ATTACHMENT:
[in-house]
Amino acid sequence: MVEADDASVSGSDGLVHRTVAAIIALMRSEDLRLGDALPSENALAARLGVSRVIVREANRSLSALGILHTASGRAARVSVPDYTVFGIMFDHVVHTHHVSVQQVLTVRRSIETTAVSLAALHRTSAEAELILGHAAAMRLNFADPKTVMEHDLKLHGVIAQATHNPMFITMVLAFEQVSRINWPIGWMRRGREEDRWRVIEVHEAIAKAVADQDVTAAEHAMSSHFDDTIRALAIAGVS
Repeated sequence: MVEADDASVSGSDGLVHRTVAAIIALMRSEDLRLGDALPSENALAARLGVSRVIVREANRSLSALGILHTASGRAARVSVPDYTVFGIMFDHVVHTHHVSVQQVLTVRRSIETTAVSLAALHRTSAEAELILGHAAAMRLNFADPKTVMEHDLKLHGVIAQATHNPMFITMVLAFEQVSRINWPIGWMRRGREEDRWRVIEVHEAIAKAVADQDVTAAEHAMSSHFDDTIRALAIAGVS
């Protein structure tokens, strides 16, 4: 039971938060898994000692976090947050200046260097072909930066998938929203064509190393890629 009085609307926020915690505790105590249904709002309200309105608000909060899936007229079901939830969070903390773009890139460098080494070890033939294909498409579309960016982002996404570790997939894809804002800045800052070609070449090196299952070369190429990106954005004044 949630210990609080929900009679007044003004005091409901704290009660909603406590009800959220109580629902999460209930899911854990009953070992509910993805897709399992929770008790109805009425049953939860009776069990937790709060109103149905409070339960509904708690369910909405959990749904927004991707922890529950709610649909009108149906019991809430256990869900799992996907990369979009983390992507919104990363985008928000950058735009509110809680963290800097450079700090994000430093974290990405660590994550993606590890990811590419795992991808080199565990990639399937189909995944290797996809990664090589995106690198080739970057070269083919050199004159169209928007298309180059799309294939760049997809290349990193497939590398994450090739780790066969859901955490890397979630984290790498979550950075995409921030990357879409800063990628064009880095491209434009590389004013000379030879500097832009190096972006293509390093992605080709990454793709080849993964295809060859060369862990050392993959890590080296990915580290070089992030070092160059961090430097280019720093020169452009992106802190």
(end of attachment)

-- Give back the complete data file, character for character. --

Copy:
[in-house]
Amino acid sequence: MVEADDASVSGSDGLVHRTVAAIIALMRSEDLRLGDALPSENALAARLGVSRVIVREANRSLSALGILHTASGRAARVSVPDYTVFGIMFDHVVHTHHVSVQQVLTVRRSIETTAVSLAALHRTSAEAELILGHAAAMRLNFADPKTVMEHDLKLHGVIAQATHNPMFITMVLAFEQVSRINWPIGWMRRGREEDRWRVIEVHEAIAKAVADQDVTAAEHAMSSHFDDTIRALAIAGVS
Repeated sequence: MVEADDASVSGSDGLVHRTVAAIIALMRSEDLRLGDALPSENALAARLGVSRVIVREANRSLSALGILHTASGRAARVSVPDYTVFGIMFDHVVHTHHVSVQQVLTVRRSIETTAVSLAALHRTSAEAELILGHAAAMRLNFADPKTVMEHDLKLHGVIAQATHNPMFITMVLAFEQVSRINWPIGWMRRGREEDRWRVIEVHEAIAKAVADQDVTAAEHAMSSHFDDTIRALAIAGVS
């Protein structure tokens, strides 16, 4: 039971938060898994000692976090947050200046260097072909930066998938929203064509190393890629 009085609307926020915690505790105590249904709002309200309105608000909060899936007229079901939830969070903390773009890139460098080494070890033939294909498409579309960016982002996404570790997939894809804002800045800052070609070449090196299952070369190429990106954005004044 949630210990609080929900009679007044003004005091409901704290009660909603406590009800959220109580629902999460209930899911854990009953070992509910993805897709399992929770008790109805009425049953939860009776069990937790709060109103149905409070339960509904708690369910909405959990749904927004991707922890529950709610649909009108149906019991809430256990869900799992996907990369979009983390992507919104990363985008928000950058735009509110809680963290800097450079700090994000430093974290990405660590994550993606590890990811590419795992991808080199565990990639399937189909995944290797996809990664090589995106690198080739970057070269083919050199004159169209928007298309180059799309294939760049997809290349990193497939590398994450090739780790066969859901955490890397979630984290790498979550950075995409921030990357879409800063990628064009880095491209434009590389004013000379030879500097832009190096972006293509390093992605080709990454793709080849993964295809060859060369862990050392993959890590080296990915580290070089992030070092160059961090430097280019720093020169452009992106802190």